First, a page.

"Oh!" cried Constance, clasping her hands. "What a man! What intelligence! I always said he was great. But," she added, suddenly breaking off, "is it a real part?"
"I believe so; something really good. But you will hear all about it to-morrow."
Connie gave her sister a suspicious look.
"Norma, you--you deceiver, you have done this! You have talked him round."
Norma shook her head, laughing.
"Not at all," she declared. "I have told him all along that he must give you a chance, of course; but he has selected you for this part entirely on his own judgement. He is quite enthusiastic. He says he has been struck by your pretty face, your slim figure, and your gallant bearing."
"Oh my!" gasped Constance, with a comical grimace. "Anyway, it is glorious news. Excuse me, old girl, I must go and tell Peg."
The next day she saw Mr. Griffith, and was chosen by him to play the Mountain Girl in "Intolerance."
In the section of that wonderful production devoted to the Babylonian period she took the lead. It was a splendid chance for so young an actress, and how splendidly she took advantage of it all the world knows.
But Constance did not achieve this success without hard work.
In one section of the film she had to do hard chariot riding, and the rehearsals for this were both strenuous and exciting. It took her some time to acquire the art of standing properly in the rocking and swaying chariot as it was dragged by wildly racing horses round the arena, and for weeks she came with her knees black and blue.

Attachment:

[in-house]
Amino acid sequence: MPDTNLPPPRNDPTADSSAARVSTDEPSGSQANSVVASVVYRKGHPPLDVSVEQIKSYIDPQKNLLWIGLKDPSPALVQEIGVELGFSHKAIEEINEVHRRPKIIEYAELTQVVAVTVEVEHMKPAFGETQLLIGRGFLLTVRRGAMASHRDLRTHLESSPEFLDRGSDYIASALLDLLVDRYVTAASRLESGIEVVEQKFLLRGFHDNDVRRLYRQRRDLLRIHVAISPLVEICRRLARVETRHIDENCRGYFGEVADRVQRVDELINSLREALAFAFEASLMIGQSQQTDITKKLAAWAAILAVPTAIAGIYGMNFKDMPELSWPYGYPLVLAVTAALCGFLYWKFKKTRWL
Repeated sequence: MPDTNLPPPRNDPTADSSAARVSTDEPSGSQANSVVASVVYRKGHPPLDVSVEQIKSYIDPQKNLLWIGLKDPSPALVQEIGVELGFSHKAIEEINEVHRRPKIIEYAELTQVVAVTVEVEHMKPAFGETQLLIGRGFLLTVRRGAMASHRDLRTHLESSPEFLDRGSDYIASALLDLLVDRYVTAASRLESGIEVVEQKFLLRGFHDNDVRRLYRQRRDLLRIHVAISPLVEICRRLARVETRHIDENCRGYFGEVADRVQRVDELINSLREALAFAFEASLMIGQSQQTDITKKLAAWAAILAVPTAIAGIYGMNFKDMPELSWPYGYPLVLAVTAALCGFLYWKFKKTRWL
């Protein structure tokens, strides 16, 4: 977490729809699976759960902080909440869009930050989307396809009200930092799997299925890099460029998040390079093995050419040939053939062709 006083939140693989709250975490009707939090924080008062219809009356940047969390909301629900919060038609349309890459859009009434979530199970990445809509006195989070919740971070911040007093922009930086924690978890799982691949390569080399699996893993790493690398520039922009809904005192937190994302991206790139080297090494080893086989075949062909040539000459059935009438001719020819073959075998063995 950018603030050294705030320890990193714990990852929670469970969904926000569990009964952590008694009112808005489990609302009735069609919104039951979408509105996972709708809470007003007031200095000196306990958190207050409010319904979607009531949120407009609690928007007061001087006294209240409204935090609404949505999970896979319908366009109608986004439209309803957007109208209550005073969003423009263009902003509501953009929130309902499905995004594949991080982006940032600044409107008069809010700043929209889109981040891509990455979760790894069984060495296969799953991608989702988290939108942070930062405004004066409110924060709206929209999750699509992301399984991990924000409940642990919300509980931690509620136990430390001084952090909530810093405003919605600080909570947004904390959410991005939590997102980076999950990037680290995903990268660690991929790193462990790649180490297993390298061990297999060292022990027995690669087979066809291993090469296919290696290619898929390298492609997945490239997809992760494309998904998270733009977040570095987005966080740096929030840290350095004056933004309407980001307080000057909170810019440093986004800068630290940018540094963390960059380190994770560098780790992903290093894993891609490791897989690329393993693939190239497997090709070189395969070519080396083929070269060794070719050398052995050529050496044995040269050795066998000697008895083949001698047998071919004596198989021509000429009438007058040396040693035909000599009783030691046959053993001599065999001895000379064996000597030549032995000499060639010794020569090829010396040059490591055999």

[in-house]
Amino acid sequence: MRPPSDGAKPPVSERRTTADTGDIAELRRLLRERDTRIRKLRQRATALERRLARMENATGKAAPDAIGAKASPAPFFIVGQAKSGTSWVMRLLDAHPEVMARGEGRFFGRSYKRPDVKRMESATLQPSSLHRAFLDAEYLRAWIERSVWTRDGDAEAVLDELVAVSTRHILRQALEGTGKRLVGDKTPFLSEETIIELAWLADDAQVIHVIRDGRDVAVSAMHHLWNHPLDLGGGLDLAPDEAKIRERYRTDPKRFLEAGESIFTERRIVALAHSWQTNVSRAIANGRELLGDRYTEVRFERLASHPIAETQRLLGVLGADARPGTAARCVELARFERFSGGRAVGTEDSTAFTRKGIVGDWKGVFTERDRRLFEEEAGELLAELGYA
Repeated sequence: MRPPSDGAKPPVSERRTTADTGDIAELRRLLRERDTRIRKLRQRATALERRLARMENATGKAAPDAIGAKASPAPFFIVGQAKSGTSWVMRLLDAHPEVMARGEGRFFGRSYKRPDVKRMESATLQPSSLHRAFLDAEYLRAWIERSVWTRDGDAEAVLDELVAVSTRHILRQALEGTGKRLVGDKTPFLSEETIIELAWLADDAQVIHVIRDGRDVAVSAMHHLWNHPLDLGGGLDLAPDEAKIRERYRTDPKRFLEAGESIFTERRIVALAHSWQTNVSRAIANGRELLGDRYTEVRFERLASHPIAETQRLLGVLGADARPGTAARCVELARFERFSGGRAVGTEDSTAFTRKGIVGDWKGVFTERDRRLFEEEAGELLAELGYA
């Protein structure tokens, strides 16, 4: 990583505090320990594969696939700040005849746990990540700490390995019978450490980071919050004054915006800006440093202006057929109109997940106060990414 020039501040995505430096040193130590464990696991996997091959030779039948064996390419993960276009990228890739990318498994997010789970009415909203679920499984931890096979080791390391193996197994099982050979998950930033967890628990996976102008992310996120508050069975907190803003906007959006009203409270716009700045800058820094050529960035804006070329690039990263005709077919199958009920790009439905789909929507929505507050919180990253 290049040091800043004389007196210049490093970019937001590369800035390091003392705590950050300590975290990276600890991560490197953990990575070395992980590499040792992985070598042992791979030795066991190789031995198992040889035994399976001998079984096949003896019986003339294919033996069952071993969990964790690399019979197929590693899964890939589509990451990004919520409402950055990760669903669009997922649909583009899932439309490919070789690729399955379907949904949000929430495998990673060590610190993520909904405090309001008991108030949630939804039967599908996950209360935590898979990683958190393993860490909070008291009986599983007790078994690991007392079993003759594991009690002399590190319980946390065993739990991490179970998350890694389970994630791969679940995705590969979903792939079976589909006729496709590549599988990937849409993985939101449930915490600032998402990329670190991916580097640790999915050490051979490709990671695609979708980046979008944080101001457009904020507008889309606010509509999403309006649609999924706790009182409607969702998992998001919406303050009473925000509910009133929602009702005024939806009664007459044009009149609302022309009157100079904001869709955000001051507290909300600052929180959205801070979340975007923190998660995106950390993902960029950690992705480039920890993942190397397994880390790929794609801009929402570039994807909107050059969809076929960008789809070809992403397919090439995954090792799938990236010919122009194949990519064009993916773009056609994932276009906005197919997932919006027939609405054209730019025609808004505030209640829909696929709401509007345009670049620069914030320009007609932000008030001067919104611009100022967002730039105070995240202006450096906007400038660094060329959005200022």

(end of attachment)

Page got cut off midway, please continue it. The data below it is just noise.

But she stuck to it gamely, and at length acquired a perfect balance, with the result that when she is seen on the screen in this part the ease and grace of her slim, girlish figure are a delight to behold.
With this picture Constance Talmadge leaped into fame at a single bound, and from that day she has been an acknowledged star.
"Scandal," "The Honeymoon," "A Pair of Blue [i.e. Silk] Stockings," Mrs. Leffingwell's Boots," "Romance and Arabella," "Two Weeks," "In Search of a Sinner," "The Perfect Woman," are but a few of her films which will be remembered by all lovers of bright, wholesome comedy.
When Constance made her first sensational success it was believed that the third member of the family would at last be tempted to try her fortune on the screen.